Oskar Schindler, the hero of the classic WWII movie "Schindler's List", saved more than 1,000 Jews during the war. In the 60th Anniversary of the victory over fascism, more and more Chinese Schindlers have emerged too, with their names appearing on newspaper and their heroic deeds talked about.
Qiu Fazu, "Chinese miracle-working doctor" in Germany
Every Chinese doctor knows the name Qiu Fazu, for they read his books during their five-year education in medical universities. The versatile surgeon who created "Qiu style" surgery is not only highly skilled at surgery. He also risked his life saving more than 40 Jewish prisoners during WWII and therefore was called "Chinese
doctor" by the Jews. After the war the German government conferred him "national grand cross medal", making him the only Asian with the honor.
Facing the Nazis, Qu Fazu, acting as surgeon-in-charge in Germany in 1945 saved over 40 Jewish prisoners who were on the brink of death with his medical skills, intelligence and courage. After that Qiu, along with doctors and nurses who assisted him saving the Jews made a "gentlemen's agreement", deciding to "cover it up forever". The heroic deed of the "Chinese miracle-working doctor" was not known by public until it is reported dozens of years after the war.
Now 91-year-old Qiu Fazu and his German wife reside in Wuhan, central China's Hubei Province. The highly respected surgeon leads an extremely simple life in a house of only 50 sq. meters. He has donated all his life's savings of 1.5 mln yuan to set up award for young surgeon scientists.
Qian Xiuling, "Chinese mother of Belgium"
In May 2005, Chinese ambassador to Belgium Zhang Qiyue made her way to a rest home in Brussels to see a 93-year-old Chinese lady Qian Xiuling, who is called the "Chinese mother of Belgium".
Qian had helped the underground resistance groups in Nazis-ruled Belgium and was awarded with "Hero of the State" medal after the war. The TV series Chinese Woman Facing Gestapo's Gun shown in China was inspired by Qian's experience.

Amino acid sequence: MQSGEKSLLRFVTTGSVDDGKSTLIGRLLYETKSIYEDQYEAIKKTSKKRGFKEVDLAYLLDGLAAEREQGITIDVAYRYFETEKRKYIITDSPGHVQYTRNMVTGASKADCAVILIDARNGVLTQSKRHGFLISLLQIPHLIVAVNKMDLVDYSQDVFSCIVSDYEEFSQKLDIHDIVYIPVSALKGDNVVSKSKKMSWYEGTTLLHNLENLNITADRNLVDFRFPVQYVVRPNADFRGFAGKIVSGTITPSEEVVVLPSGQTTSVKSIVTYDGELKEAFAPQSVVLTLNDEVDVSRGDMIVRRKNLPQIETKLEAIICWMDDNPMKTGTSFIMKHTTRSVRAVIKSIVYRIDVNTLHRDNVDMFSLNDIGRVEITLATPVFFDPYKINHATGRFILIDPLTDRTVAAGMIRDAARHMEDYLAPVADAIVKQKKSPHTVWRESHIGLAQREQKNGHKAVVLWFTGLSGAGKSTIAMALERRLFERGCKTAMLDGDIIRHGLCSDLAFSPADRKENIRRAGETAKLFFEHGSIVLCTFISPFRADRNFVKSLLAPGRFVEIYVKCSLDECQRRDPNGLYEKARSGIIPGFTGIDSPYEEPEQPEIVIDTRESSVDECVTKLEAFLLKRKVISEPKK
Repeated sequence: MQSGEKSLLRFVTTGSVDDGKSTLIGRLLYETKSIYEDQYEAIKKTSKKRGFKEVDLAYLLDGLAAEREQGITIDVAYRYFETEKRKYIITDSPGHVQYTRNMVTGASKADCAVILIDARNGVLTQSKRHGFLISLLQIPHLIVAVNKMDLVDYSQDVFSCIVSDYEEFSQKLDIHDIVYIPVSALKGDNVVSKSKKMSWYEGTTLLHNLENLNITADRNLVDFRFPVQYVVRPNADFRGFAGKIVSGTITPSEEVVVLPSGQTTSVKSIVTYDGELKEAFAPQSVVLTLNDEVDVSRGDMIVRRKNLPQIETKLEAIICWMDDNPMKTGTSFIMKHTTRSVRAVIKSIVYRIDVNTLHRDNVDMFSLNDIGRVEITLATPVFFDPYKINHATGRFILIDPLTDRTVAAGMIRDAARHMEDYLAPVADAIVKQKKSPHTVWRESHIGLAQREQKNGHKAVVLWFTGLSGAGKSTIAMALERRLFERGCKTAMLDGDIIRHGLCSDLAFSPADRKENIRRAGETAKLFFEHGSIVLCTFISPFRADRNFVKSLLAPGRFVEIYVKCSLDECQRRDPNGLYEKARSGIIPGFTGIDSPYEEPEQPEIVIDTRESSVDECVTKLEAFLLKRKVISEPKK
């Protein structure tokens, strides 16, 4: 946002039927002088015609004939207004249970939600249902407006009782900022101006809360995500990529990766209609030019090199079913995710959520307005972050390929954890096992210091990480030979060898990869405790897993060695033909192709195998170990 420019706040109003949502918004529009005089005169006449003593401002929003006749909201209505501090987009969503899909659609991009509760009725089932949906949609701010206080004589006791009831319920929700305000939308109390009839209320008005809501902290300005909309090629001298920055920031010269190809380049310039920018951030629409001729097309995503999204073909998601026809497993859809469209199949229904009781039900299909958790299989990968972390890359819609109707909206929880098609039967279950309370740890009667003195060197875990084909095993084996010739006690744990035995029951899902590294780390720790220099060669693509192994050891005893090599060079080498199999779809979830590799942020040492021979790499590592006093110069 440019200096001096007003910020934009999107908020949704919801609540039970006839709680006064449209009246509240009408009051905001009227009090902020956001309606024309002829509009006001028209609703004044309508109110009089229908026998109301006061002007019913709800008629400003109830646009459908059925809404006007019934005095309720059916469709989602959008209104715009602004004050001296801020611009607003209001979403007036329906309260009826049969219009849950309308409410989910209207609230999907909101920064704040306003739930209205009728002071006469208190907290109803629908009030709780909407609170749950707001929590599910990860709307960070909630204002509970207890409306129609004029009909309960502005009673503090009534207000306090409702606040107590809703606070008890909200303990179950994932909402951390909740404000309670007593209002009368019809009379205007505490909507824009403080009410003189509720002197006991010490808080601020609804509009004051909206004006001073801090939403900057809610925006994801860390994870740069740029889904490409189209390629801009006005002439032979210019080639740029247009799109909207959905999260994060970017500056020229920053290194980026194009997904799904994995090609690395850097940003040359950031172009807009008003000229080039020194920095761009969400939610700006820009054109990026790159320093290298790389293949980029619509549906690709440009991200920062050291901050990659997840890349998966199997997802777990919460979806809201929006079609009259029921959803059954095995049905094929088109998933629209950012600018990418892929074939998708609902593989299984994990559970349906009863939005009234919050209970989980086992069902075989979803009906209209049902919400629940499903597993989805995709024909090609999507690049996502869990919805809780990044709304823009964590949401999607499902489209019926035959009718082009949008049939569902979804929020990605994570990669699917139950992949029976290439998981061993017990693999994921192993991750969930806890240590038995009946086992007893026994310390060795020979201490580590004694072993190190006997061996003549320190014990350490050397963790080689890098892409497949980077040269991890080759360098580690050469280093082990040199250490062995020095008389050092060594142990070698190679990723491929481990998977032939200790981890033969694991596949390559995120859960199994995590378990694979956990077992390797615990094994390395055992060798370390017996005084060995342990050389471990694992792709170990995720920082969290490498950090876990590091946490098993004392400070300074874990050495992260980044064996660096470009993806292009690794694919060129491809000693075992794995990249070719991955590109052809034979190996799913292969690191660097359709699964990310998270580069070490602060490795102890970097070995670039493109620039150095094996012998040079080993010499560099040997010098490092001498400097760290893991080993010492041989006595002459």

In commemoration of Qian's gallantry, citizens of Ecaussinnes City, a city in southern Belgium, named a street after her: "Ms. Qian Street." But Qian never told his families in hometown about her deeds. All they know about Qian is a retired doctor residing in Belgium. When the TV series Chinese Woman Facing Gestapo's Gun began to be shot, Qian stressed to the crew repeatedly to avoid use of her real name in it.
He Fengshan, issuer of "visa for life"
In 1997 a Chinese old man He Fengshan passed away in San Francisco. His daughter He Manli wrote in the obituary notice: My father saved his Jewish friends Rosenberg's family in 1938, freeing them from Nazi's atrocity. This simple sentence caught attention of the Jewish "visa for life" organization and made them start investigation of He's "visa for life".
He Fengshan served as China's consul-general in Vienna from 1938 to 1940. He risked his career and even life in issuing thousands of "visas for life" to Jews in Austria, which enabled them to escape from Nazi's genocide.
In 1938 the Nazi Germany already annexed Austria. At that time most countries refused to offer help to Jews, but the general consulate of China opened its door to the Jews, granting "visa for life" to large group of Jews.
How many "visa for life' had He issued during 1938 to May 1940? It is still a myth. Some files estimate He issued 500 visas on average every month, and the number reached 900 sometimes.
By People's Daily Online